A breakthrough therapy for cystic fibrosis goes beyond treating symptoms to improve lung function and target the genetic cause of the disease, according to The Washington Post.
The treatment could benefit up to 90 percent of patients with the disease, which is significantly greater than “previous drugs that worked in a tiny fraction of the people with the disease or had more modest effects.”
Trikafta — a combination of three drugs — was approved last week by the Food and Drug Administration, five months ahead of schedule due to the highly persuasive clinical results.
National Institutes of Health Director Francis Collins, who participated in the 1989 discovery of the gene defect that causes cystic fibrosis, was thrilled to see such a breakthrough finally take place.
“I’m overjoyed,” Collins said. “Thirty years along, with many bumps along the road and so many people waiting and hoping that something like this would happen — and here we are.”
Boston-based Vertex Pharmaceuticals developed the therapy, its fourth for treating cystic fibrosis.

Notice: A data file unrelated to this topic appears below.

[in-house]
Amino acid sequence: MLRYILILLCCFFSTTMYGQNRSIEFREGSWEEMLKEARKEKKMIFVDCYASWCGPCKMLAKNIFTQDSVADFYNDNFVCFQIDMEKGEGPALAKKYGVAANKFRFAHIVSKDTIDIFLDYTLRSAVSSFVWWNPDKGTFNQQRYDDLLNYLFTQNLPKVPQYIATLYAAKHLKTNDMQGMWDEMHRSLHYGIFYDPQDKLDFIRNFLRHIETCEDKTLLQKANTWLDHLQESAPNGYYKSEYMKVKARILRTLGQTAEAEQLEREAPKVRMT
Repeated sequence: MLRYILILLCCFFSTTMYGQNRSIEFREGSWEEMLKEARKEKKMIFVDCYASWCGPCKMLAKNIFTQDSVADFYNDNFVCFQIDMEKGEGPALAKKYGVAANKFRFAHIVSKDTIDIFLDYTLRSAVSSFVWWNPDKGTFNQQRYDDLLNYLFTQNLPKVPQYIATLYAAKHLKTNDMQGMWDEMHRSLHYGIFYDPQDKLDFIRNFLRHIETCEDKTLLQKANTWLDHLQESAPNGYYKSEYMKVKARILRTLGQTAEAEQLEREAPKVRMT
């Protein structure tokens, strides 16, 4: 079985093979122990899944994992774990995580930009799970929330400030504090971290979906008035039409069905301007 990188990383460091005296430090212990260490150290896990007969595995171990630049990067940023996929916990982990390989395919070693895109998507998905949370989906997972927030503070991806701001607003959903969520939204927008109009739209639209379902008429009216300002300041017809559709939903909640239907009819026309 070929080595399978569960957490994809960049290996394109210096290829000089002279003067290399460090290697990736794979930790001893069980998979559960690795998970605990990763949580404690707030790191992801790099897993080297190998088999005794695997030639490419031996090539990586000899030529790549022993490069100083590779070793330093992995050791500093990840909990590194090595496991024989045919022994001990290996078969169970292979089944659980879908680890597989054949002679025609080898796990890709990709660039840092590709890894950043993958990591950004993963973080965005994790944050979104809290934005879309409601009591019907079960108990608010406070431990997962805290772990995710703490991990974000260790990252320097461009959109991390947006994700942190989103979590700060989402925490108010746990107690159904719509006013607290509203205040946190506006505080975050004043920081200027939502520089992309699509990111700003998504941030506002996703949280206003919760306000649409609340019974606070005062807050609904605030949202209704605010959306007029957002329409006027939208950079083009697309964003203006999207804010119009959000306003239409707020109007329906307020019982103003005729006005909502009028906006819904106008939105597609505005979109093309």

About 300,000 people in the U.S. suffer from the disease, in which “thick mucus builds up in the body’s organs, damaging people’s lungs and digestive systems.” Patients spend hours a day coughing to clear their lungs, assisted by vibrating vests that help loosen the buildup.
Cystic fibrosis is caused by gene mutations that lead to a particular protein’s malfunction, scientists have discovered. The protein is responsible for maintaining the appropriate balance of salt and water in the lungs.
“There are more than 1,700 gene mutations that can cause the protein to malfunction, but in the most common mutation, the protein is misfolded and can’t reach the right spot in the cell — and even if it does reach that spot, it doesn’t work properly,” The Post explained. “The new combination therapy includes one drug that corrects the misfolded protein and two that activate the correctly folded protein when it reaches the right spot in the cell.”
Those who participated in Trikafta trials continued using their vests and daily coughing, but scientists believe it could one day be possible that such measures are no longer necessary.
At present, the drug is only approved for patients over the age of 12, but it is hoped to eventually gain approval for use in younger children. The disease causes scarring in the lungs that cannot be reversed, eventually leading to death. Currently, the life expectancy for a cystic fibrosis patient is 44 years, The Post reported. Scientists hope that eventually, with treatment beginning in early childhood, patients will live a full life well into retirement.